Mrs Dorothy Limunga Njeuma owes the francophone leadership her allegiance, that is why she has watered down the admission rules in their favor. Obiang Nguema and associates are pumping their new oil wealth by sending children of their cronies to college so that they can learn the english language and be able to work with the Americans at the oil rigs. The recent article in the Washington Post was an eye-opener. Who knows how much they are spending in lining the pockets of these people. If they can do it in the U.S. which has strong anti-corruption laws, they can do it anywhere.
I have always been of the opinion that fighting the University of Buea needs a holistic approach. The lawyers, the civil servants, students' organizations, church.... and the courts?
Former Governor Oben Ashu used to ignore the courts. Many Administrators simply ignore the decisions of the courts. They snub at such irritant, and embark on political missions to rid such magistrates from the bench. It is a good thing, using the same instrument of opression to fight opression. Gone are the days of injunctions, and other court orders, respected by the administrators. Today, the court system has become a business venture for the highest bidder. Maybe, I am too pessimistic, but i will be waiting anxiously for the court decision. Maybe, after the court ruling, we can begin the real fight to prevent the Anglophone educational system from being plunged into the abyss, and the bottomless pit of history.

Genesis B. USA

It is but obvious that Anglophones in Cameroon are victims of circumstances of any kind. To the best of my knowledge, the language of instruction in the University of Buea is English. An Anglophone with an A/L certificate must have had English as his/her language of instruction for at least 10 years. It is therefore unlogical to deprive a child of a university education for which he/she is qualified just because he cannot present an O/L certificate in English. Admit the students and put them on an English placement test. If they cannot make it, let them take a basic language course (Basic English) rather than sending them to the jungle in the name of French Universities where most Anglophone students are compelled to register a negative impression about university studies and leave fully frustrated and with no hope or zeal of ever sitting on a bench again. Frankly speaking, a Francophone who is already admitted into UB cannot stand the strength of the O/L English. Check this out! So why should Anglophones be super English students before getting into UB. Note that the language requirement is only to help one understand his/her class lectures, be able to do the assignments and write the exams in the required language. Any Anglophone who is an A/L holder and has had all his/her education in English cannot fall nelow this level. To me, such a student is qualified to get into UB if the grades are OK. I wonder if a student who had all his/her secondary and high school studies in English but had failed O/L English and is in UB could go to a student after a lecture with his notes to be translated. They could ask Anglophones who intend to major in English to present an O/L certificate in English and not all Anglophones (English speakers) . It is an exaggeration on the part of the so call Vice chancellor. Why can she not stop for a moment and think about the future of Anglophones’ education. Yes, that has forced most students like some of us to be braindrained. We were rejected back home but yet we become corner stones in a strange country. Then what happens to a whole lot that do not have any other option? After all, none of her children, family member will fail to attend UB because of such a requirement. So it does not mean anything to her whether it is good or bad policy. I hear she is a super woman. Yes, she should be a super woman of both wisdom and compassion or else the Anglophone education system will be plunged in an Abyss as one brother observed.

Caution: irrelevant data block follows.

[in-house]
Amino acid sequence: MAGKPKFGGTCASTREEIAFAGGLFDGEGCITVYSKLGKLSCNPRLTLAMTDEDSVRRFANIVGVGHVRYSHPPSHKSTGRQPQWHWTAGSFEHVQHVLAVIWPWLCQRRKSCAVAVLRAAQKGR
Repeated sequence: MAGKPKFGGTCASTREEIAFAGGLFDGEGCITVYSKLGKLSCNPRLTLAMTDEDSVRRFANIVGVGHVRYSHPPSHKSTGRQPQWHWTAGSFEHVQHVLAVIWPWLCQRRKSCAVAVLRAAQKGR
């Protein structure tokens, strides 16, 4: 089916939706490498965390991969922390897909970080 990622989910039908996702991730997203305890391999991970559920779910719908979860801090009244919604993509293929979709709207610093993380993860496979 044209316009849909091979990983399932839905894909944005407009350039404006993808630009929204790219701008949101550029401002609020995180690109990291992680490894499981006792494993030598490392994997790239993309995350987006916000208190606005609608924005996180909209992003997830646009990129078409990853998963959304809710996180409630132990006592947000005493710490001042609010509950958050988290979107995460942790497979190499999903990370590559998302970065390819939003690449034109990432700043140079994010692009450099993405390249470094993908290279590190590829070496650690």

In this light Barrister Ajong to me is God sent. I wish he fights the battle to the end. It takes a lot of wisdom and concentration to come up with such a sensitive observation and it takes passion and courage to be ready to carry it forward.
I know just as any other Cameroonian that the notoriety of Cameroonian authorities in thwarting and obstructing justice may turn this case the way none of us will expect. However, this should never discourage the visions of Barrister Ajong and others like him whom we dearly need to put things right in our beloved father land. Remember that no condition is permanent. The doom over Cameroon will one day go away. Thank God the doom is placed by people who like any other human being draw nearer to death after every second, minute, hour, day, of their lives that pass by. With this in mind we need youths of the likes of Barrister Ajong for a future and most admired Cameroon.
More power to your elbows Barrister Ajong and Njualem. God will fight the battle for you and for all of us the Anglophones.

Charles Eyong

Dear readers,

I have read the story "Lawyer Sues UB Over Admission Procedures" by Peague Managa with keen attention. While lawyers are right in making their case, I think they should do so rightly. I shall not refute the fact that UB authorities are not gold-palting admisions procedures but we should also know that falling standards is not what we yearn for.